Branching Strategy for Agile Releases with Subversion

The point of source control and other configuration management tools is to not only not get in the way of getting things done, but to enable more parallelism on a software team. A lot of times we (technologists, err geeks) can get caught up in tool selection, modification, and hyper-configuration.

A solution that seems to be working well for the small agile team I am apart of now is a simple version of the traditional promotion model. Instead of a Dev/Test/Production set of branches we simply use Dev/Production for the two long lived branches and feature branches off of Dev for anything that we think might take more than a day or two to implement and stabilize.

Subversion doesn't have merge tracking, yet, but there is a tool called svnmerge.py that makes it a breeze to keep branches updated with changes that have been committed to Dev or Production so that integration from Feature branches back to Dev or releasing from Dev to Production is more fluid and less prone to merge conflicts.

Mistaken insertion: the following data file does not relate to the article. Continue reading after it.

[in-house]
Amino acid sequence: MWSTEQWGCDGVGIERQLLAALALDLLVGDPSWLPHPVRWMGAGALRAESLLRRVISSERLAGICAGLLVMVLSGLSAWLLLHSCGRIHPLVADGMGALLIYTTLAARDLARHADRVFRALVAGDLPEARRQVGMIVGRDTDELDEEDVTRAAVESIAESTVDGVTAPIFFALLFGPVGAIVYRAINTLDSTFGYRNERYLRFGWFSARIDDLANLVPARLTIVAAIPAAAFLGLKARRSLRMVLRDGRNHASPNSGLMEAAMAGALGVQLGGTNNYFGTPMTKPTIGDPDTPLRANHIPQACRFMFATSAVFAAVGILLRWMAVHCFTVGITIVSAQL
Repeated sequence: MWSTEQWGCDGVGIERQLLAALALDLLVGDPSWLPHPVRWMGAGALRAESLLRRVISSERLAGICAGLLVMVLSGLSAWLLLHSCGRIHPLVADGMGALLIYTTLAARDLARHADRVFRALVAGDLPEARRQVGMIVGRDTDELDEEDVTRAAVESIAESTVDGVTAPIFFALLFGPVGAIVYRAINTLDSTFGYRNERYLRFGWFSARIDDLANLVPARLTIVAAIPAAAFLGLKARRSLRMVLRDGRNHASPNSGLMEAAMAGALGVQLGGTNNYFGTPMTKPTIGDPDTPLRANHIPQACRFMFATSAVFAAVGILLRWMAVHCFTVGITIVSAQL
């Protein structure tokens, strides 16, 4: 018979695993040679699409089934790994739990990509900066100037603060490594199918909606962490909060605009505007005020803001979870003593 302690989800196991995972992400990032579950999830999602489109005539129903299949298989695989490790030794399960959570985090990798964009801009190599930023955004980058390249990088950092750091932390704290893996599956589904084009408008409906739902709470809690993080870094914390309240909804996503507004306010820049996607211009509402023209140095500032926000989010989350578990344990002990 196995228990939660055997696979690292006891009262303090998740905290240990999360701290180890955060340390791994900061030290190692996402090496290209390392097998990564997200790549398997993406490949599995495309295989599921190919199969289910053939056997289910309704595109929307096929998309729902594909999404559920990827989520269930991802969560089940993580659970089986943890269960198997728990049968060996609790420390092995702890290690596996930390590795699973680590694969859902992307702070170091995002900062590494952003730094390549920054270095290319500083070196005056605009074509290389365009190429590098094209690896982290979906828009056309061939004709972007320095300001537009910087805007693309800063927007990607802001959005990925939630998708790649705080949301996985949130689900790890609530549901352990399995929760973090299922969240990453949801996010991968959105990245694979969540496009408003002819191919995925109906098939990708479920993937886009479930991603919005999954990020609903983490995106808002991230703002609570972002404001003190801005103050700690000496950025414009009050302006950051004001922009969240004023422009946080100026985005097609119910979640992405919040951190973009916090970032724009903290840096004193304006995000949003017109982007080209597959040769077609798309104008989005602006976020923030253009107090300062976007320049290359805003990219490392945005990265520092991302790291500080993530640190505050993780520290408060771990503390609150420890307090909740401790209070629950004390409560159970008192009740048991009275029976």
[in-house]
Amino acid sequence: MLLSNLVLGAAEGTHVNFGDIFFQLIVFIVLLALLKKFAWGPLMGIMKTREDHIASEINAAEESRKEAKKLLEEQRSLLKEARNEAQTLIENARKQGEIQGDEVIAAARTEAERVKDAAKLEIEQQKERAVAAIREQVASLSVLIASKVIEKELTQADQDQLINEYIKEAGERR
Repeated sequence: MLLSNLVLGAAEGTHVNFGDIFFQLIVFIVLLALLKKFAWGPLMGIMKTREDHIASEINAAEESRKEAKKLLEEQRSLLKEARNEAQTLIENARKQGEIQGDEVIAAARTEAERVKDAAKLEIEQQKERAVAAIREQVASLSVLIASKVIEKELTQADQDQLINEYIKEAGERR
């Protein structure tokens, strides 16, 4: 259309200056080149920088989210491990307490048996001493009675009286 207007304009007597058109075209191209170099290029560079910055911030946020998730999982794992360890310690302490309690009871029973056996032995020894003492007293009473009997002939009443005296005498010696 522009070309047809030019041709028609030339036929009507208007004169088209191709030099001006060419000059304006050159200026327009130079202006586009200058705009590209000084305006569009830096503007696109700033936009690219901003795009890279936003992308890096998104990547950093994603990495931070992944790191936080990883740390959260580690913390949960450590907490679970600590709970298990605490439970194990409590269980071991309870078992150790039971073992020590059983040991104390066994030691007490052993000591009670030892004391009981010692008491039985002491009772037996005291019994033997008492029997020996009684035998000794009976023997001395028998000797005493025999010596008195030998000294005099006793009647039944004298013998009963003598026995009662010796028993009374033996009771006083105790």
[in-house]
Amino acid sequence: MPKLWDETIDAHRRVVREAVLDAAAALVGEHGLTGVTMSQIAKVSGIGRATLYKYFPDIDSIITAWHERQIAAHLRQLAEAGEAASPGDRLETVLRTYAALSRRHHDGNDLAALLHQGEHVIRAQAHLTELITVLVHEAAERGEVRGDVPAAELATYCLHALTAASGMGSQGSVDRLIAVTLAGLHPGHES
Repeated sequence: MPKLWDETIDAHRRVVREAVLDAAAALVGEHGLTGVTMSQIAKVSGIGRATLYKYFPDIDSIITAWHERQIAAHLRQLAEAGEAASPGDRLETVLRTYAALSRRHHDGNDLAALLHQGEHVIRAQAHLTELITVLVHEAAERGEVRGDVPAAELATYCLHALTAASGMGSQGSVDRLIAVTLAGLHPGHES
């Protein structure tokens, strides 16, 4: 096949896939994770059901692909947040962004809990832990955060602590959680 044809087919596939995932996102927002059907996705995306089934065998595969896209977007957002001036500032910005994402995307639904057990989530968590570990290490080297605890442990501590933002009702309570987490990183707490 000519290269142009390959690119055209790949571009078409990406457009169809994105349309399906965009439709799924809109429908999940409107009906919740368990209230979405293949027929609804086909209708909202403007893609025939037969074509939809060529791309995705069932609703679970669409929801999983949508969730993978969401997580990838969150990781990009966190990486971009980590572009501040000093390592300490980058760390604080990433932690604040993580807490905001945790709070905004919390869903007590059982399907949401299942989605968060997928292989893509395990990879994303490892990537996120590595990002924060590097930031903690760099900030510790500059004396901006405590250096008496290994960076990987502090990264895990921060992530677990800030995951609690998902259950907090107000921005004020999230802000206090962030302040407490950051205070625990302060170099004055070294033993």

As a general rule, hot fixes are done in the Production branch and then merged back to Dev after releasing. Feature branches are updated with changes committed to Dev at least once a day, sometimes more. We typically release very frequently so the delta between Dev and Production is usually pretty small. Since there isn't any installed software that we distribute (all server based), we have to maintain any release branches, in fact, our versioning is simply the Subversion revision number.